Skip to main content

The Peachoid

For nearly 40 years, travelers along Interstate 85 near Gaffney, South Carolina have contemplated the design of a landmark water tower at mile marker 91.  Is it a peach or does it look like someone's rear end?
The Peachoid - what does it look like to you - a baby's behind or a peach?
The Gaffney Peachoid - a 135 foot water tower - has towered over Interstate 85 in Cherokee County since 1981.  Built as a necessity for the Town of Gaffney - designed as a reminder that Cherokee County and South Carolina is the largest producer of peaches in the South (not Georgia) - the Peachoid has attracted curious travelers to stop since the day it first appeared.

At a cost of $950,000, the tower took five months to complete and holds 1,000,000 gallons of water.  Fifty gallons of paint spanning twenty different colors later, the uniquely designed water tank became a giant peach - or if you prefer, a derriere.  The tower even received an award.  The Steel Tank of the Year for 1981 by the Steel Plate Fabricators Association.  In 2015, a refurbishing project gave the Peachoid a fresh coat of paint.

The Peachoid gained even greater notoriety when it was the focal point of Season 1 - Chapter 3 of the Netflix drama, House of Cards.  The added attention unfortunately led to an increase in petty vandalism at the site (name carving in the metal, graffiti).  In turn, the Town of Gaffney erected a six foot tall security fence around The Peachoid and closed the site at night.

All photos taken by post author - March 20, 2019

Further Reading:

How To Get There:
The Peachoid is easily accessible from either Exit 90 or 92 on Interstate 85.  Peachoid Road is the frontage road that leads to the tower.  Parking can either be at the Peachoid or at the Fatz Café next door.


Comments

Popular posts from this blog

Former California State Route 24 through the Kennedy Tunnel and Old Tunnel Road

 Near the eastern City Limit of Oakland high in the Berkeley Hills one can be find the ruins of the Kennedy Tunnel at the intersection of Old Tunnel Road and Skyline Boulevard.  The Kennedy Tunnel opened in 1903 and was the first semi-modern automotive corridor which crossed the Alameda County-Contra Costa County Line.  The Kennedy Tunnel even saw service briefly as part of California State Route 24 before the first two bores of the Caldecott Tunnel opened in 1937.   Part 1; the history of the Kennedy Tunnel The genesis point for California State Route 24 ("CA 24") being extended into the San Francisco Bay Area begins a couple years before the Sign State Routes were announced when Legislative Route Number 75 ("LRN 75") was added by 1931 Legislative Chapter 82.  According to cahighways.org the original definition of LRN 75 was as simply "Walnut Creek to Oakland."  The instigator for the adoption of LRN 75 was construct a replacement route for the Ken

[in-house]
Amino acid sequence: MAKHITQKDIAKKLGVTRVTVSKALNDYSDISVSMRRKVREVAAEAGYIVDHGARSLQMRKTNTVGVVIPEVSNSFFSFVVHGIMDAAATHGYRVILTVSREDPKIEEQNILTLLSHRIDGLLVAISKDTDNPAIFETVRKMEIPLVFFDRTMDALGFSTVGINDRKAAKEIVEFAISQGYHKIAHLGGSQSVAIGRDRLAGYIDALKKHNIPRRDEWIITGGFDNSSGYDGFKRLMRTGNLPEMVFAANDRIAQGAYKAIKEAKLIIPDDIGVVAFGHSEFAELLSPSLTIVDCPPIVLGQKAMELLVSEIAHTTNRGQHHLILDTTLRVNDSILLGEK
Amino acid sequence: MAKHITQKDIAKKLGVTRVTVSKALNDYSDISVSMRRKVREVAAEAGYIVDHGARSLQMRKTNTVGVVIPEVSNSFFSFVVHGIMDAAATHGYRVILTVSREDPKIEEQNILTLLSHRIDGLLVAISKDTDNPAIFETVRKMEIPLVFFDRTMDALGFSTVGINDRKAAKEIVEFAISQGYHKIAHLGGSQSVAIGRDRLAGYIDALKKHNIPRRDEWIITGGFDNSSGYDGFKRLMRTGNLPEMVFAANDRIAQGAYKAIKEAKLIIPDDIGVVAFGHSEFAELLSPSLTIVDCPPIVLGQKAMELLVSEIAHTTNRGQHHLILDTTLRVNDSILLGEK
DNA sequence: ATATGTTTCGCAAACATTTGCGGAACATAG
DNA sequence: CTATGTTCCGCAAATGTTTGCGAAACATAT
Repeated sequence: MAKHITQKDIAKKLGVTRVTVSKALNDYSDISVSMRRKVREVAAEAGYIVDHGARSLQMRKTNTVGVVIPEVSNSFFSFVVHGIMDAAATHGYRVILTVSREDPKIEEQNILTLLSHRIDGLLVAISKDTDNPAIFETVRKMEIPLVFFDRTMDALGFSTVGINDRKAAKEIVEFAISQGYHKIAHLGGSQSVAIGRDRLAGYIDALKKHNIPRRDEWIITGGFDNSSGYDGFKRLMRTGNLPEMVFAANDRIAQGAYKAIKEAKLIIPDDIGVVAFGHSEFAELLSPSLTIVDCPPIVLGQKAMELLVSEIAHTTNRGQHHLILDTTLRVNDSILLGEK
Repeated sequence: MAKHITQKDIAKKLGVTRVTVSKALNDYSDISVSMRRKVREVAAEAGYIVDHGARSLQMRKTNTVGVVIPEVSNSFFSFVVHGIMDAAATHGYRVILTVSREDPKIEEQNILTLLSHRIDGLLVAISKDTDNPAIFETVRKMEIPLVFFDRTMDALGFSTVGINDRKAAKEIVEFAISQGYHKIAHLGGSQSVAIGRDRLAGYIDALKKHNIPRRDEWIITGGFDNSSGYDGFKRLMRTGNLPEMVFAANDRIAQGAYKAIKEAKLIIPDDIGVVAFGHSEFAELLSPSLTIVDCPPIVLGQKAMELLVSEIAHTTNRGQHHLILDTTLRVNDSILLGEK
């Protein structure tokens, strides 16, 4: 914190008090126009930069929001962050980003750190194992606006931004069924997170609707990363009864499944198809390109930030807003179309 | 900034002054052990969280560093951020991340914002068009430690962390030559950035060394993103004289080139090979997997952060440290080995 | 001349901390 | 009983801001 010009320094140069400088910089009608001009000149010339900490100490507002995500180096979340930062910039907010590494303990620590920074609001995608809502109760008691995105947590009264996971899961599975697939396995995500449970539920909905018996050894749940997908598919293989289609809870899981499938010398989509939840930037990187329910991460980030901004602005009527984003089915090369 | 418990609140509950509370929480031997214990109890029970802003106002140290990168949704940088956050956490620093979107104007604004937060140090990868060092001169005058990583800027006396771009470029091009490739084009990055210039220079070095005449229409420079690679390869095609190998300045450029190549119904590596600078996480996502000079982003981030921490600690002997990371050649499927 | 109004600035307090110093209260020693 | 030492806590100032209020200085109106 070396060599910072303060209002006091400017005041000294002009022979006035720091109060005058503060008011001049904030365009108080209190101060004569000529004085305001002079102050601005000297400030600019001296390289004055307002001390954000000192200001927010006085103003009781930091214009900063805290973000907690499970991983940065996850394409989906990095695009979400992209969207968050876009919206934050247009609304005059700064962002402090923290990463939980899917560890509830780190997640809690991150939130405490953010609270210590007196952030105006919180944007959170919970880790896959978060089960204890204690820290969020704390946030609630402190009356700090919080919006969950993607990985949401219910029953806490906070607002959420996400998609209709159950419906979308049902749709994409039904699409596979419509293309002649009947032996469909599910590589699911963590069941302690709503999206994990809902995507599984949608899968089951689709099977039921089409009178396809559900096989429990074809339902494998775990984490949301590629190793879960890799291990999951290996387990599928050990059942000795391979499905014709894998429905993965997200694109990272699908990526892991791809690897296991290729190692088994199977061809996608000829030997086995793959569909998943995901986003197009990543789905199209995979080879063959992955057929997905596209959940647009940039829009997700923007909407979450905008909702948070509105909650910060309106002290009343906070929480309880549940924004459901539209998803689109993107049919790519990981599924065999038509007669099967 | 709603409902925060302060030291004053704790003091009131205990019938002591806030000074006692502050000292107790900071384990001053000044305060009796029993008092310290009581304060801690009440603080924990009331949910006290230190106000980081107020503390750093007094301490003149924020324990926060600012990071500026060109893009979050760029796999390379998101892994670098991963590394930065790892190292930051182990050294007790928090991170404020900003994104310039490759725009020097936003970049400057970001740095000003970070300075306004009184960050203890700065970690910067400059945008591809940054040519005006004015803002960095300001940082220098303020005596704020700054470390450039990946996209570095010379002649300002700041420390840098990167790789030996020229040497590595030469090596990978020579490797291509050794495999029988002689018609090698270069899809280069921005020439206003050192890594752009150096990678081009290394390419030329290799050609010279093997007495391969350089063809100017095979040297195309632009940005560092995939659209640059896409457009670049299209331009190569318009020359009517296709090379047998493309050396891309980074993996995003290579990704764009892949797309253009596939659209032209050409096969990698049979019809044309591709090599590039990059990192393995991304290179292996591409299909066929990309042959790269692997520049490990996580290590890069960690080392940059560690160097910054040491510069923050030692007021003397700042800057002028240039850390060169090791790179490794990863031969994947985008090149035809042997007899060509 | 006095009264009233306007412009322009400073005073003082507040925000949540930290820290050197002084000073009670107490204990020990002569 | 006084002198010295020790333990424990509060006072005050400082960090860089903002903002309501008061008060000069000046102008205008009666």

The original alignment of California State Route 1 in San Francisco

In 2019 the Gribblenation Blog Series covered the history of the Hyde Street Pier and the original surface alignment of US Route 101 in San Francisco.  Given the Golden Gate Bridge opened to traffic in May of 1937 coupled with the fact that the Sign State Routes had been announced in August of 1934 there were still some open questions regarding the original highway alignments in San Francisco.  Namely the question of this blog is; where was California State Route 1 prior to the completion of the Golden Gate Bridge?  Thanks the to the discovery of a 1936 Shell Highway Map of San Francisco and the California Highways & Public Works the answer can be conveyed clearly.     Part 1; the history of early California State Route 1 in San Francisco The genesis point for California State Route 1 ("CA 1") in San Francisco dates to 1933.  1933 was significant due to the State Legislature allowing the Division of Highways to assume maintenance of highways in Cities for the first time. 

Santa Clara County Route G8 and the New Almaden Quicksilver Mine

Santa Clara County Route G8 is a 29.38 mile County Sign Route which is part of the San Francisco Bay Area transportation corridor.  Santa Clara County Route G8 begins at California State Route 152 near the outskirts of Gilroy and terminates at former US Route 101 at 1st Street/Monterey Road near downtown San Jose.  Santa Clara County Route G8 incorporates the notable Almaden Expressway and is historically tied to the New Almaden Quicksilver Mine.   (Santa Clara County Route G8 map image courtesy CAhighways.org) Part 1; the history of Santa Clara County Route G8, the Almaden Road corridor and New Almaden Mine The present corridor of Santa Clara County Route G8 ("G8") began to take shape with the emergence of the Almaden Expressway.  According to the October 1960 California Highways & Public Works Unit 1 of the Almaden Expressway opened in November of 1959 between Alma Avenue near downtown San Jose south to the Guadalupe River as part of a Federal Highway Aid Secondary pro